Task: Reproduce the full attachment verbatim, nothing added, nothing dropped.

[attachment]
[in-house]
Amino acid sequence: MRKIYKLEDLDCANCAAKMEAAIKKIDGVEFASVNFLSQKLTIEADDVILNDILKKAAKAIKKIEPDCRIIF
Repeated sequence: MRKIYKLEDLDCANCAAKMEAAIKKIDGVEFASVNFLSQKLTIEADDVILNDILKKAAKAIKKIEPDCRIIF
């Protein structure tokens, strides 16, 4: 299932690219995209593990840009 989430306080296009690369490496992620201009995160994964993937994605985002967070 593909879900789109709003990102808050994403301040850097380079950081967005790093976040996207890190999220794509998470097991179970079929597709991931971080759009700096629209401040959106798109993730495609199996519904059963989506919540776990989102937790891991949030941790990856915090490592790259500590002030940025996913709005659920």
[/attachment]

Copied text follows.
[in-house]
Amino acid sequence: MRKIYKLEDLDCANCAAKMEAAIKKIDGVEFASVNFLSQKLTIEADDVILNDILKKAAKAIKKIEPDCRIIF
Repeated sequence: MRKIYKLEDLDCANCAAKMEAAIKKIDGVEFASVNFLSQKLTIEADDVILNDILKKAAKAIKKIEPDCRIIF
């Protein structure tokens, strides 16, 4: 299932690219995209593990840009 989430306080296009690369490496992620201009995160994964993937994605985002967070 593909879900789109709003990102808050994403301040850097380079950081967005790093976040996207890190999220794509998470097991179970079929597709991931971080759009700096629209401040959106798109993730495609199996519904059963989506919540776990989102937790891991949030941790990856915090490592790259500590002030940025996913709005659920």